life + styleClarissa Baldwin is the brains behind the slogan 'A Dog is for Life not just for Christmas'
10 tips for taking out a personal loan
Banks are brought to account by switchers as growing number of people expect to be rewarded by their bank
Bargain Hunter: Playmobil plays to the gallery with discounts on its toy range
How to start your own internet business
Five ways to make money on the internet
- 1 The hardwired difference between male and female brains could explain why men are 'better at map reading'
- 2 Is this the scariest advert ever? Japanese tyre commercial comes with its own disclaimer and health warning
- 3 A forgotten episode in Russian history leaves links with the Philippines
- 4 Syrian rebels consider joining forces with regime troops to fight al-Qa’ida
- 5 ‘Put it in my mouth’: Viewers outraged by apparent reference to oral sex in VIP e-cig advert
iJobs Money & Business
£Negotiable: Citifocus: The role will suit a fund product specialist, current...
£75000 - £85000 per annum + Bonus and Benefits : Harrington Starr: An award wi...
£300 - £400 per day: Harrington Starr: My client is currently looking for an e...
£300 - £400 per day: Harrington Starr: My client is currently looking for an e...
Day In a Page
A four-bedroom home with exposed brick walls and open fires in the picturesque village of Northill
A Grade II-listed property with five bedrooms and unique tower, overlooking Hastings Old Town
A charming five-bedroom detached family home, set within half an acre in Kew
A two-bedroom maisonette set on the top two floors of a period building, close to Kentish Town Tube.
Take advantage of the extra space provided by former stables and outbuildings at this five-bedroom farmhouse.
This three-bedroom Victorian terrace is near to Queen’s Road Peckham station, Nunhead station.
A five-bedroom modern house with terrace, swimming pool, Zen treehouse and large carp pond
An unexpected gem with four bedrooms, remarkable vaulted reception and a galleried study area
A five-bedroom house in one of Lymington's most sought after tree lined avenues, moments from the marinas and sailing clubs
A grand early 19th century B&B close to the historic harbour, with four en suite bedrooms
A four-bedroom, 17th century home with walled gardens, a landscaped terrace, cellar and open fires
A six-bedroom house with five bathrooms and four reception rooms spread over 4,000sq ft of luxury living space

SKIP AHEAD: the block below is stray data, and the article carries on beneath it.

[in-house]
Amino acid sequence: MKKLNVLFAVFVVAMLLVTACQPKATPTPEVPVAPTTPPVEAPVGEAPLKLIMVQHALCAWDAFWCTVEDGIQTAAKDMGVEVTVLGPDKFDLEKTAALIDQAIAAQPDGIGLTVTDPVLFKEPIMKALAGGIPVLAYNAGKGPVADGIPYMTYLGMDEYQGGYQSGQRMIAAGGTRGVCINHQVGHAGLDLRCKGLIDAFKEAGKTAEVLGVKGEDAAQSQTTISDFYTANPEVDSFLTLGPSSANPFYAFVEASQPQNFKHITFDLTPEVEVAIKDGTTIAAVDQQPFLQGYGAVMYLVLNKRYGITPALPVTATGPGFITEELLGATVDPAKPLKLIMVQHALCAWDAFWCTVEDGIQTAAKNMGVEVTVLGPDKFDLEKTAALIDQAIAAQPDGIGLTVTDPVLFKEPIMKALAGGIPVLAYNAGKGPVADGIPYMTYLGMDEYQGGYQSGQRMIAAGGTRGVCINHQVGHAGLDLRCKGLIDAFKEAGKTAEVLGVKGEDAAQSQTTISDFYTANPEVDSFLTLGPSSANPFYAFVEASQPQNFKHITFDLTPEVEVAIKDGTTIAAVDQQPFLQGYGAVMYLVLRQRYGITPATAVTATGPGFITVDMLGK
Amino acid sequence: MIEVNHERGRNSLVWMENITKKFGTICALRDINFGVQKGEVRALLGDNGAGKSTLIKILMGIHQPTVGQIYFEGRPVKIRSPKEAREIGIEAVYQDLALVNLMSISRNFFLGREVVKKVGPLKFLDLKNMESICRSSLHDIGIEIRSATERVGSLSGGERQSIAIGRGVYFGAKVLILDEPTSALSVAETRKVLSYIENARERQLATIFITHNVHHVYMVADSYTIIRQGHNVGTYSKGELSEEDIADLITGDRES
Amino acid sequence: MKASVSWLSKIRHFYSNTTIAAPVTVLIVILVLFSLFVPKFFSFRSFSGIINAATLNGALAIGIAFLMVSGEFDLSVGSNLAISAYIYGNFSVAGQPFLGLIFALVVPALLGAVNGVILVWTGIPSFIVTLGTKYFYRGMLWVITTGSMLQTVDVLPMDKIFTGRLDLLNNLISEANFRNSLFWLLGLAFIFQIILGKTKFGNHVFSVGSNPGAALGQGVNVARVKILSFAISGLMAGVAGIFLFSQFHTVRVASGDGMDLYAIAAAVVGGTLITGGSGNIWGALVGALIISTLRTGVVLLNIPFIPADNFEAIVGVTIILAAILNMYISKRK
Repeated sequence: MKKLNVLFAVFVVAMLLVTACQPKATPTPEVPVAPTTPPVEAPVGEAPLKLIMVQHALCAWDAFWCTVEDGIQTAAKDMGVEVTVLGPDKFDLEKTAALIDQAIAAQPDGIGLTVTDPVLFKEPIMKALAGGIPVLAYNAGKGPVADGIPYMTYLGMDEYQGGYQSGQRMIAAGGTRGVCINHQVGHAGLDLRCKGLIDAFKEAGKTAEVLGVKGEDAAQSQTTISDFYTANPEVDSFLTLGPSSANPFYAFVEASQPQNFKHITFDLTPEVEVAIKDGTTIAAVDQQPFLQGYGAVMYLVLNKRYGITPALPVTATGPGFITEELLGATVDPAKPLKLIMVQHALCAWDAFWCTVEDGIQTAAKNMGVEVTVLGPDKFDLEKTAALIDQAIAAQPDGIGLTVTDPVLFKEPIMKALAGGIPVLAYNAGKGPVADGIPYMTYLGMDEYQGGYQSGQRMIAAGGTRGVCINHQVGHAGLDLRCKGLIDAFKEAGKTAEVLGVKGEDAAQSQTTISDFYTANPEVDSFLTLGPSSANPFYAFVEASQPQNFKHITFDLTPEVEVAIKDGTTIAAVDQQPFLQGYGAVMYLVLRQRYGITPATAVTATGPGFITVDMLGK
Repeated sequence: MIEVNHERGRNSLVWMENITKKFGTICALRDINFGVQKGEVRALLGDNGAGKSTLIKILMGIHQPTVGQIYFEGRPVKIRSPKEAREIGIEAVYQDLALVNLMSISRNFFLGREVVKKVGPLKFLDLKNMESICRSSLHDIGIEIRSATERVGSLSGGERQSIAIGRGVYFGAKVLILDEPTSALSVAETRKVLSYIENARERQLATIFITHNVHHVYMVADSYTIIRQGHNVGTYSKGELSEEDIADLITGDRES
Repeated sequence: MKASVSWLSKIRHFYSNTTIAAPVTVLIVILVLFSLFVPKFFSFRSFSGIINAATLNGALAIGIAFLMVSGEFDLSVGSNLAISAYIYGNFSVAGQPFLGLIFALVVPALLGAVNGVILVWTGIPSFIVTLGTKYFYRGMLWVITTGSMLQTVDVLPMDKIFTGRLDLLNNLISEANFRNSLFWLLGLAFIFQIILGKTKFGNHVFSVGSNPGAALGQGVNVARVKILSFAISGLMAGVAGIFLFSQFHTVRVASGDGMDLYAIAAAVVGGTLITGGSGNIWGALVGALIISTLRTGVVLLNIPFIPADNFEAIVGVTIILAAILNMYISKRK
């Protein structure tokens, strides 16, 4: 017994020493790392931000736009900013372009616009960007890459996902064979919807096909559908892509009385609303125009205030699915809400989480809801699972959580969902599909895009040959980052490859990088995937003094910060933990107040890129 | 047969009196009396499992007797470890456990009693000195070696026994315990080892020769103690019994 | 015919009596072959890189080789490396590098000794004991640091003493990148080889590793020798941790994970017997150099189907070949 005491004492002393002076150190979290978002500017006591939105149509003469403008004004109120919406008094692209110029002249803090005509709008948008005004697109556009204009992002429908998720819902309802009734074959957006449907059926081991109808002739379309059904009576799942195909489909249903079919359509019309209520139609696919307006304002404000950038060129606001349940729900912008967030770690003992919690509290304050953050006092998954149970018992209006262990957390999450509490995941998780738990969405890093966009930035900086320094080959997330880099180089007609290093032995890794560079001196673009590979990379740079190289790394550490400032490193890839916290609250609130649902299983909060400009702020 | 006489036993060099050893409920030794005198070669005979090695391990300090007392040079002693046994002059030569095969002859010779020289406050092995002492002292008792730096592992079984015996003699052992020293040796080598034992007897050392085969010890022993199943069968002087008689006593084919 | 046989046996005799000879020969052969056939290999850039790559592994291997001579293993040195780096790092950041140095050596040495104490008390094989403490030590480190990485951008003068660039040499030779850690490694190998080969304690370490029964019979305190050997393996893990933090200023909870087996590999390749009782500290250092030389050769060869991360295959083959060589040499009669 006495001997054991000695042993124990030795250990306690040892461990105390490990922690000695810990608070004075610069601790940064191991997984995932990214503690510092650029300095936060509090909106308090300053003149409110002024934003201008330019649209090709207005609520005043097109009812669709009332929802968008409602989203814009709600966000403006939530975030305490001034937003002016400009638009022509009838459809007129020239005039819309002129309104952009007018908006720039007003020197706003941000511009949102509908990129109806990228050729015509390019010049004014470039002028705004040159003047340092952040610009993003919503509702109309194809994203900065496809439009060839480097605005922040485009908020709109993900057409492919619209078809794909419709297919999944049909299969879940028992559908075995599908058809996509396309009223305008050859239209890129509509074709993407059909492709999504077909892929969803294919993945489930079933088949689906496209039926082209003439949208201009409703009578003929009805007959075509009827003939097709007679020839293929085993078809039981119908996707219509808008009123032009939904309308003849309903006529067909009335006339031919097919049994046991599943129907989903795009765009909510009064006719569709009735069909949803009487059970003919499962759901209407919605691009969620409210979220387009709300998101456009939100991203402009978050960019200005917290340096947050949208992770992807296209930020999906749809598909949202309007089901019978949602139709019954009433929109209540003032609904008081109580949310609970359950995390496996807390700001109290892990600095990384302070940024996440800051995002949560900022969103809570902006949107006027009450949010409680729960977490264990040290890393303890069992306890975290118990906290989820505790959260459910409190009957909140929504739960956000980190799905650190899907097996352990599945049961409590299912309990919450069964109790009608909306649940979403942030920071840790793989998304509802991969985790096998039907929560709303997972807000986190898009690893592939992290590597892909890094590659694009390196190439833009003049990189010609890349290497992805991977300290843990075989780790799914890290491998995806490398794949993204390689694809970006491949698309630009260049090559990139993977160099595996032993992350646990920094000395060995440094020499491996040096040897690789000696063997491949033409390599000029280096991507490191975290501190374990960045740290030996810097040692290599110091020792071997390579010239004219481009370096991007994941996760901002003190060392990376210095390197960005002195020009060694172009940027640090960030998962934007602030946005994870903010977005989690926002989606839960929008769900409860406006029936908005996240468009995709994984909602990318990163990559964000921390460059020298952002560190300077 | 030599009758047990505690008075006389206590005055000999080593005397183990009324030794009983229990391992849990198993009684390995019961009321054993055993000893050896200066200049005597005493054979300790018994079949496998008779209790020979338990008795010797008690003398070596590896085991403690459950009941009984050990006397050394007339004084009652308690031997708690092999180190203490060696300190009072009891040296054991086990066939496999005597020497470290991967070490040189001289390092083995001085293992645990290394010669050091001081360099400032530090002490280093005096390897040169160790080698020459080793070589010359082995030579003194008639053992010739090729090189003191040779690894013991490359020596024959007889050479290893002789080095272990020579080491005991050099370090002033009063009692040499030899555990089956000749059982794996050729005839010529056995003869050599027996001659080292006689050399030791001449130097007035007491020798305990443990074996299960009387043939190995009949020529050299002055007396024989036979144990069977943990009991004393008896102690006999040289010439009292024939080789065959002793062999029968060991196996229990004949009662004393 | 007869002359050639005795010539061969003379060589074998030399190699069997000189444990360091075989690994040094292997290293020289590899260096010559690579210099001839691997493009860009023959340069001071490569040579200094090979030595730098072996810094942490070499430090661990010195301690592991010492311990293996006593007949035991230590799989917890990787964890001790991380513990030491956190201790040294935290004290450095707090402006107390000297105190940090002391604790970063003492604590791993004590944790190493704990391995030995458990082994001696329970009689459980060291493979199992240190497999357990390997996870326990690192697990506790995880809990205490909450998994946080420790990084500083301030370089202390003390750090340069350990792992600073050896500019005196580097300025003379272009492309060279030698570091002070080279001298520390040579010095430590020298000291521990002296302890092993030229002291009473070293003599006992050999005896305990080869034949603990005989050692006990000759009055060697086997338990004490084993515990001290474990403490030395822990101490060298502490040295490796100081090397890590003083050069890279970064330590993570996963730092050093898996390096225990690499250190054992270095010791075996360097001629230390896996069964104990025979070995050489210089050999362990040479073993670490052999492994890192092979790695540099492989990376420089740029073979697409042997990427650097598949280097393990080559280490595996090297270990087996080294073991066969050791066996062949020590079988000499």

A stunning three double-bedroom apartment with two decked terraces in the exclusive gated community, Bromyard House
A 10-bedroom period, family home amid beautiful surroundings in the centre of the Wentworth Estate in Longcross village
A stylish three-bedroom apartment with two bathrooms and private landscaped garden, moments from Fitzroy Square
A Grade II-listed Elizabethan barn with landscaped gardens, exposed elm beams and four bedrooms, all with lovely views
A six-bedroom family home, dating back to 1280 with four reception rooms, barn, swimming pool and tennis courts in Harwell
A spacious two-bedroom flat, refurbished to a very high standard with private landscaped garden, close to Kentish Town station
An exceptional two-bedroom apartment with balcony and underground parking in the centre of Richmond
A one-bedroom, luxury, duplex apartment in the grand landmark building, Imperial Hall
Run a fabulous boutique shop, live above it in a one-bedroom flat and let a second one-bedroom flat that comes part and parcel
A Grade-II listed, thatched cottage in Hundleby village, with five bedrooms, a coach house and three and a half acres
A spacious two-bedroom flat in the heart of Hoxton Square with wooden floors and roof terrace
A five-bedroom family home with stunning pool and gym complex set among two acres of land
A six-bedroom period house with heated swimming pool and a separate two-bedroom annexe cottage in Townlake, £795,000
A spacious and contemporary two-bedroom flat arranged over three floors, with garden patio close to St George Square, £600,000
A one-bedroom flat in a beautiful Regency building opposite the beach in Kemp Town, £190,000
A two-bedroom flat with London skyline views close to Surrey Quays. £395,000.
A seven-storey tower with three bedrooms and a stunning roof terrace. Guide price: £850,000.
A 16-bedroom country pile with nine reception rooms, four self-contained flats and a 13th century Peel Tower. £850,000.
A classic six-bedroom Victorian Manse house 10 miles from Edinburgh. £495,000.
John Lennon's childhood home in Liverpool to be sold at auction. Guide price: £150,000-£250,000.
A six-bedroom detached period property with secluded gardens, ample parking and a double garage in Rye, £675,000.
A large split-level property with three double-bedrooms and roof terrace, close to Crouch End Broadway, £625,000.
A charming barn conversion in the picturesque Cotswold village of Ilmington with three bedrooms, a detached garage, workshop and beautifully manicured gardens £675,000.
A three-bedroom new build, ground-floor flat with two bathrooms, close to Bermondsey tube, £445,000.
A three-bedroom house in an enviable new development moments from Oxshott High Street, with secluded garden and decked area, £385,000
A two-bedroom split-level flat with stunning south-west facing roof terrace in the popular Brondesbury Conservation Area, £549,950.
A charming 16th century, three-bedroom detached house in Bidborough with picturesque garden
A top-floor one-bedroom flat in the heart of Pimlico with a terrace providing spectacular views over London, £495,000.
A six-bedroom house, with three reception rooms, 1.5 acres of land and stables, £450,000.